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Tools for image forming optical design and analysis

Project description

Installation

rayoptics is installed using pip3.

> pip3 install rayoptics

Documentation

The documentation for ray-optics is hosted at Read the Docs

Tools for image forming optical design and analysis

The ray-optics project has several goals, both in the optical domain and in the software development domain

  • Rethink how image forming optical calculations are done absent historical constraints on computer speed and memory
  • Serve as a reference implementation of basic ray tracing and wavefront analysis algorithms
  • Leverage Python libraries to avoid reinventing the wheel
  • Look for architectures that can be deployed on the desktop (e.g. using Qt), using (Jupyter) notebooks, and in mobile environments

Image forming optical design and analysis was one of the first domain areas to be implemented on the first electronic computing machines. The calculations were so voluminous and tedious that automation was a tremendous benefit. The computational workflow initially followed that used by the human computers of the day. The capabilities of electronic computers were also extremely limited.

Computers are vastly more powerful now than they were when the venerable CODE V program was initially developed. Zemax and Oslo date from the early IBM PC days, when both speed and memory were limiting factors. The software tools available then were limited as well. In order to gain acceptable performance, compiled languages such as C and FORTRAN were required. Graphical user interfaces were also expensive to develop and were often considered secondary in importance by vendors.

Optical calculation technology can be considered a mature field. There is a long history in the literature of investigations tying optical theory to calculation approaches that maintain accuracy, handle corner cases, etc. Much of this knowledge is embedded in production optical design software; having it available in an open source implementation brings this knowledge out of the literature and makes it accessible to students and researchers.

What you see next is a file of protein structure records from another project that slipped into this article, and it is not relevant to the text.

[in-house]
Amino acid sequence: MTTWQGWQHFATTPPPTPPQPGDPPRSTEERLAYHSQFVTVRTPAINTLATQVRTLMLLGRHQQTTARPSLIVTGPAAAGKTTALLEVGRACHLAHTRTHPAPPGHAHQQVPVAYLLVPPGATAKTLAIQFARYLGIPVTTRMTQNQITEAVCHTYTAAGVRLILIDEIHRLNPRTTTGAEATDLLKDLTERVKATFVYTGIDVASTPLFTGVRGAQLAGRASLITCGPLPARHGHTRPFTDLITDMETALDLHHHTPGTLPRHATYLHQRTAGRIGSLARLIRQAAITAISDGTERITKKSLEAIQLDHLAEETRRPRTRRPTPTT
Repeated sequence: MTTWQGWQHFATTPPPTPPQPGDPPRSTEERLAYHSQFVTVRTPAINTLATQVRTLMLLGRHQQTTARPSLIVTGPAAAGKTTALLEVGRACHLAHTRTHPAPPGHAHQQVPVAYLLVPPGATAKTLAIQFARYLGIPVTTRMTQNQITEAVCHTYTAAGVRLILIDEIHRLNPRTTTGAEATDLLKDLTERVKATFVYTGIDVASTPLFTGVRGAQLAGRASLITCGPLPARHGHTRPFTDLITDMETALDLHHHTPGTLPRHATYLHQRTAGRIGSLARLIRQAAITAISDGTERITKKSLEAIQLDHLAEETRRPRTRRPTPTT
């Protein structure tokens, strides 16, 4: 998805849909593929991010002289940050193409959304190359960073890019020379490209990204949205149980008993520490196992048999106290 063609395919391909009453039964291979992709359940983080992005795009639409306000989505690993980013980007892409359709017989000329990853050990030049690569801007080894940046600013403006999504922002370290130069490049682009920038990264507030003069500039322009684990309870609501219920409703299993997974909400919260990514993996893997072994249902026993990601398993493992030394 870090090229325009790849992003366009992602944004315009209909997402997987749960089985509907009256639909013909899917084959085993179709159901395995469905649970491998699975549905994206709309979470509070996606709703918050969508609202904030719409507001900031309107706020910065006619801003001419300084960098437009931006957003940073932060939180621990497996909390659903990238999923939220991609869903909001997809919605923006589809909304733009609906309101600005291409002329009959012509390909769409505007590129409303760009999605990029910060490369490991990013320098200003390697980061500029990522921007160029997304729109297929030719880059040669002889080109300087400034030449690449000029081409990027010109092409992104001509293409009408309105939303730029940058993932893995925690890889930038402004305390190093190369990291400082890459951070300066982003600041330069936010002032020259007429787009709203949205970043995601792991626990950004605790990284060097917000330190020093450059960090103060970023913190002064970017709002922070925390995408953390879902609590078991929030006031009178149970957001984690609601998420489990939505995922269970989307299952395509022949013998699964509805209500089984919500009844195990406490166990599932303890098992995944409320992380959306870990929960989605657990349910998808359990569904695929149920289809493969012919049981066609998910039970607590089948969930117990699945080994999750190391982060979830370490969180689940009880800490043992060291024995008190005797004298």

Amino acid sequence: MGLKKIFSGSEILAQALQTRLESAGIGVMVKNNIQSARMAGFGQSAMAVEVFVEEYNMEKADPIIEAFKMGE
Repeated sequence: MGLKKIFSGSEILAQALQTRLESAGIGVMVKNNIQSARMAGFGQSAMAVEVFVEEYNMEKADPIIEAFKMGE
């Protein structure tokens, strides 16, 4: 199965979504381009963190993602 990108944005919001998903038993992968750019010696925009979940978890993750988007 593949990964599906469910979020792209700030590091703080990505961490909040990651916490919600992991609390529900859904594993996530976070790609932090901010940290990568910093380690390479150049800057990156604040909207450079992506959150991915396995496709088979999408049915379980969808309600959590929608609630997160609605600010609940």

The advent of scripting environments like Python make a fresh look at optical design calculations worthwhile. Python has many advantages for scientific and engineering applications, including libraries for numerical calculations, a variety of graphics options including a very full featured plotting library, and support for data science applications that look promising for managing data generated during extensive analysis of optical systems. There is also good support for unit testing of Python software, as well as debugging and performance profiling.

Finally, computational notebooks, such as those of the Jupyter project, provide the ability to document reproducibly the implementation of an algorithm and results produced by the algorithm.

Note

This project has been set up using PyScaffold 3.1. For details and usage information on PyScaffold see https://pyscaffold.org/.

Project details


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Files for rayoptics, version 0.4.6
Filename, size File type Python version Upload date Hashes
Filename, size rayoptics-0.4.6-py3-none-any.whl (205.8 kB) File type Wheel Python version py3 Upload date Hashes View hashes
Filename, size rayoptics-0.4.6.tar.gz (359.0 kB) File type Source Python version None Upload date Hashes View hashes

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